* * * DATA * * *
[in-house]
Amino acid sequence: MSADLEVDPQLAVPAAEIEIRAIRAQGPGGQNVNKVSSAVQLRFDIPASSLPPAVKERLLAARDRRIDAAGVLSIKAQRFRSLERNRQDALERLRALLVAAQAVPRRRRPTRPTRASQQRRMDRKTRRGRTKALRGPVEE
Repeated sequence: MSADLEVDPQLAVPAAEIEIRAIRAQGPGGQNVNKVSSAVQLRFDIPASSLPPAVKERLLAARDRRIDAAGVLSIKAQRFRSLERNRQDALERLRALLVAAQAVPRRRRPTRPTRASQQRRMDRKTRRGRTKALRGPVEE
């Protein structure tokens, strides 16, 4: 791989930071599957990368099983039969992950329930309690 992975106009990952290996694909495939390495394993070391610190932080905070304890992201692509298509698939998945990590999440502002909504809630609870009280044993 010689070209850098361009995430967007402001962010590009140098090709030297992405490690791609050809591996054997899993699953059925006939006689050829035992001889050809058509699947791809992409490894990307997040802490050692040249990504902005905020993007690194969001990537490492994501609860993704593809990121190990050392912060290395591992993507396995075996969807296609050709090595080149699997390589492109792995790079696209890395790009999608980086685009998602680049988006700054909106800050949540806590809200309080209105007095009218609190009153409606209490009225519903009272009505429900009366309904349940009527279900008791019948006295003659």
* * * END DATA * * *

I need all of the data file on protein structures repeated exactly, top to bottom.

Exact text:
[in-house]
Amino acid sequence: MSADLEVDPQLAVPAAEIEIRAIRAQGPGGQNVNKVSSAVQLRFDIPASSLPPAVKERLLAARDRRIDAAGVLSIKAQRFRSLERNRQDALERLRALLVAAQAVPRRRRPTRPTRASQQRRMDRKTRRGRTKALRGPVEE
Repeated sequence: MSADLEVDPQLAVPAAEIEIRAIRAQGPGGQNVNKVSSAVQLRFDIPASSLPPAVKERLLAARDRRIDAAGVLSIKAQRFRSLERNRQDALERLRALLVAAQAVPRRRRPTRPTRASQQRRMDRKTRRGRTKALRGPVEE
């Protein structure tokens, strides 16, 4: 791989930071599957990368099983039969992950329930309690 992975106009990952290996694909495939390495394993070391610190932080905070304890992201692509298509698939998945990590999440502002909504809630609870009280044993 010689070209850098361009995430967007402001962010590009140098090709030297992405490690791609050809591996054997899993699953059925006939006689050829035992001889050809058509699947791809992409490894990307997040802490050692040249990504902005905020993007690194969001990537490492994501609860993704593809990121190990050392912060290395591992993507396995075996969807296609050709090595080149699997390589492109792995790079696209890395790009999608980086685009998602680049988006700054909106800050949540806590809200309080209105007095009218609190009153409606209490009225519903009272009505429900009366309904349940009527279900008791019948006295003659």